I agree exactly with your sentiments! I wonder how many people will fall for the DeMag. And they say that LPs contain ferrous compounds.....I wonder about that. Last time I checked it's carbon black that gives them their color. In many ways I'm glad I'm a DIYer. If I need exotic wire for whatever, I go to industrial salvage yards and get Teflon jacketed, stranded silver wire for pennies on the dollar. Unfortunately they don't supply it with an expensive box-jointed hardwood case, but.... I think I'll survive! I use that wire in my amplifiers, and it works great. One of these days I'll get enough to make up a set of speaker cables. I probably won't notice the difference. I use Malibu Lighting low-voltage, 12 guage, direct-bury wire. It's got very good quality copper wire in it, and the insulation is thick and very durable to hold up to its intended use. And it actually does sound different than other wires I've tried!
 

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Tube60 said:
I agree exactly with your sentiments! I wonder how many people will fall for the DeMag

Actually , a lot will fall. We despise Viagra spam mails, but this IS Viagra for audiophiles. It's a very perverse info - very on the spot for males around 40 with a good budget, like most of us are on this forum. Remember - males are always around shopping for toys. The only thing that changes with age is the toys' price.
 

kach22i

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Rich said:
Kach,

I'm not sure if you are making a serious comparison here or just joking, but I'll bite anyway.
I'm not going to quote the work or experiments of Tesla or Edison, just don't have the time.

Just ponder for a moment about a rotating mass of metal which we all know about, and we know it generates magnetic poles.

Nature/God made it, and it's called Earth's core.




NASA:
http://science.nasa.gov/headlines/y2003/29dec_magneticfield.htm
 

Rich

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Not the same thing

kach22i said:
I'm not going to quote the work or experiments of Tesla or Edison, just don't have the time.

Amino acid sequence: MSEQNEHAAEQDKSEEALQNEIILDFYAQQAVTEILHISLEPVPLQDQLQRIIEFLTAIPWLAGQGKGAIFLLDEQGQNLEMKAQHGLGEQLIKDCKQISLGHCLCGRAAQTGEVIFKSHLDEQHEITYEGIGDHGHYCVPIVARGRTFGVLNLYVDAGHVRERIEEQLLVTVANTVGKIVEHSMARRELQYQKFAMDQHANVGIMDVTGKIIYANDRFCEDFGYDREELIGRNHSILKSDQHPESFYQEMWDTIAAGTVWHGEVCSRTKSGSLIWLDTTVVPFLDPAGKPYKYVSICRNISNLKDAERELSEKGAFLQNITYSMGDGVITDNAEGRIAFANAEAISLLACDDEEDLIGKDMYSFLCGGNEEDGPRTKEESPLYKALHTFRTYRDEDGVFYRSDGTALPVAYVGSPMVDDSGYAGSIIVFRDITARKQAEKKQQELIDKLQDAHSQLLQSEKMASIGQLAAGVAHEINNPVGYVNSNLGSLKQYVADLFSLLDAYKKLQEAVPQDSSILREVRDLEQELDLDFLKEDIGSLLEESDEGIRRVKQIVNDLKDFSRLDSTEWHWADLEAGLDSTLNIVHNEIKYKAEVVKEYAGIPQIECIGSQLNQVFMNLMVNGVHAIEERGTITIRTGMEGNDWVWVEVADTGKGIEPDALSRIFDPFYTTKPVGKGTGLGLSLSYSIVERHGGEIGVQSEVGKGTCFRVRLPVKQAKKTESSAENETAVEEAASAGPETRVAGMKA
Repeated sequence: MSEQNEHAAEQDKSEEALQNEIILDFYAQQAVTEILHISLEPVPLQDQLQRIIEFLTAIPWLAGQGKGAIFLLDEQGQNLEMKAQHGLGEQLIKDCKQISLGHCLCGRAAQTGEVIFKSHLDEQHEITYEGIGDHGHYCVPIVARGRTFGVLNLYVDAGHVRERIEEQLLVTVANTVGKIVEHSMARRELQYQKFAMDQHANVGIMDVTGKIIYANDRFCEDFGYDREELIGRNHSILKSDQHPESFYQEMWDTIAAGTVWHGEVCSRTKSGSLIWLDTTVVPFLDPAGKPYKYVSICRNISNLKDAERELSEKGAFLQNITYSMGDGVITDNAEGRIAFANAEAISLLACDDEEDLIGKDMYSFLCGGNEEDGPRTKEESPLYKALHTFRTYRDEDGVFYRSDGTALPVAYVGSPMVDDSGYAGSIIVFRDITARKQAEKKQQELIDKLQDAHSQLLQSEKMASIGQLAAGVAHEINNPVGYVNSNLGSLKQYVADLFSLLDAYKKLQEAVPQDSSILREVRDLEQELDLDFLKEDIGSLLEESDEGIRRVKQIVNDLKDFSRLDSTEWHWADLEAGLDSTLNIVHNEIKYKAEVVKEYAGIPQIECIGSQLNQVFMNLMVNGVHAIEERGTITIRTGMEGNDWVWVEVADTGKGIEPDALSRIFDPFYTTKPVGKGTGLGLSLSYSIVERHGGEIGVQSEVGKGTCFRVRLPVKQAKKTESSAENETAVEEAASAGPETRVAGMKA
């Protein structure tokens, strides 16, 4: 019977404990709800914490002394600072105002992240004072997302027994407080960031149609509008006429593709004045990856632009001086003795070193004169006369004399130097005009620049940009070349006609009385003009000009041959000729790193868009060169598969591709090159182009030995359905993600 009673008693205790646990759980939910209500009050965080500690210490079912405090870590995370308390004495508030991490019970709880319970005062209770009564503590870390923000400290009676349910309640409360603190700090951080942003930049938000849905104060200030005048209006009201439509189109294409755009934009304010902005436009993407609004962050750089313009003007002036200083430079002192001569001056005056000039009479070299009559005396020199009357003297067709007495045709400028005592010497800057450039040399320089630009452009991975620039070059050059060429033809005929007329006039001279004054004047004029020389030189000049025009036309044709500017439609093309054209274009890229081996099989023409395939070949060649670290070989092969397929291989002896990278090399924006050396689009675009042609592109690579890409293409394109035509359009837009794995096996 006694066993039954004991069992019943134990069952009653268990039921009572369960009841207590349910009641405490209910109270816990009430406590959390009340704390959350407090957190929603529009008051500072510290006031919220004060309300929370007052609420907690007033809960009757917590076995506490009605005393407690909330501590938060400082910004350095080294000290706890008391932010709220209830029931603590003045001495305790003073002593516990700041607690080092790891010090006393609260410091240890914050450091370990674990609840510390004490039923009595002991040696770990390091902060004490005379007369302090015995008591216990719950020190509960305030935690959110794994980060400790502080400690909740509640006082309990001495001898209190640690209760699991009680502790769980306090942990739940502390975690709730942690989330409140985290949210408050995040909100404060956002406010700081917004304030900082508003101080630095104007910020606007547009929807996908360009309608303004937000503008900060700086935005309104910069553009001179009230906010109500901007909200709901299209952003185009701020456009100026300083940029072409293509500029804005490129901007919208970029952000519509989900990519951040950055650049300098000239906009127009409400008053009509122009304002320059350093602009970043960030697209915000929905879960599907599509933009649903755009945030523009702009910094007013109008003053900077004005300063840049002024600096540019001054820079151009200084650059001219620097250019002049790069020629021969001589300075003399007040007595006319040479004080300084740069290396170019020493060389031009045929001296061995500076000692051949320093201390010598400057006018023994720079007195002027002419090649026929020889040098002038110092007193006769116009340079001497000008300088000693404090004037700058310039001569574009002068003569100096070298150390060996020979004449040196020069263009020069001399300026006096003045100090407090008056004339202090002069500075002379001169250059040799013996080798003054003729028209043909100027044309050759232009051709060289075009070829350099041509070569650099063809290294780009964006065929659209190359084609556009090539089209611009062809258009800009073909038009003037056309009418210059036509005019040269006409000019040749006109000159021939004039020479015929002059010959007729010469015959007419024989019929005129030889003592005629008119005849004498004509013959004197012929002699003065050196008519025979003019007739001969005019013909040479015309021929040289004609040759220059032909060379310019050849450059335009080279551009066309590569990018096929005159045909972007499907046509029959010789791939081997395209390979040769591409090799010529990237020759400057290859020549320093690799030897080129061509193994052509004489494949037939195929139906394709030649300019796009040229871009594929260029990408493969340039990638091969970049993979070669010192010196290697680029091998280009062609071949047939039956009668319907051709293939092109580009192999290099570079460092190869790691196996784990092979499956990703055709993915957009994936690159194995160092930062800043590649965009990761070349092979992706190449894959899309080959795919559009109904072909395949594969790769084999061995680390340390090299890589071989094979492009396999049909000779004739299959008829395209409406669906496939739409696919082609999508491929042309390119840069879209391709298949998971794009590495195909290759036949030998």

Just ponder for a moment about a rotating mass of metal which we all know about, and we know it generates magnetic poles.

Nature/God made it, and it's called Earth's core.

Kach,

Again, I don't think this information is relevant to the discussion at hand. The earth's core has a high iron content. Iron exhibits magnetic properties and can hold residual magnetism. CDs have a thin aluminum layer. Aluminum is non-magnetic. It exhibits no magnetic properties and can hold no residual magnetism. If the earth's core were solid aluminum, we would have no magnetic poles. I don't think the work of Tesla or Edison contradicts any of this.

Also, I still don't see how residual magnetism in a CD, even if it did exist, could possibly affect a laser's ability to read a CD layer.

If a company is going to charge thousands of dollars for a device that "fixes" a problem that no one in the industry seems to have known even existed, wouldn't you like to see some actual scientific proof from the company of the existence of the problem and the effectiveness of the fix. Go to their website. They offer no scientific evidence for any of their claims. I still say it is snake oil of the highest order and I'm sorry for anyone who wastes their money on it. This is just my humble opinion, of course.
 

kach22i

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Rich said:
Kach,

Again, I don't think this information is relevant to the discussion at hand.
I'm just having fun shooting ideas across and seeing if any of it sticks. Guess not.;)

I posted the DeMag device because I smelled something fishy. Not one person said it should work and why. Guess that means we have a consensus - it's snake oil. :)

Is there any iron in vinyl? If so, I'd say it's so small it could not make a difference, although the causes of static is sometimes a mystery to me.
 

Rich

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Good Topic

kach22i said:
I'm just having fun shooting ideas across and seeing if any of it sticks. Guess not.;)
That's cool. I think it's a great discussion to have. We have a lot of members with a vast amount of collective knowledge and experience, and I think it is useful to everyone to engage in these types of analytical discussions.

To me, the bigger issue is not that these guys are trying to make a killing off of snake oil, but that audiophile magazines like stereophile are promoting them without any scientific analysis whatsoever. If they are going to push a product like this with no independant scientific verification of its effectiveness, why should we care what they say about Martin Logan or any other component? They are about as honest as the grocery store tabloids. Which is what makes forums like this so important to participate in. Thanks for bringing up this topic.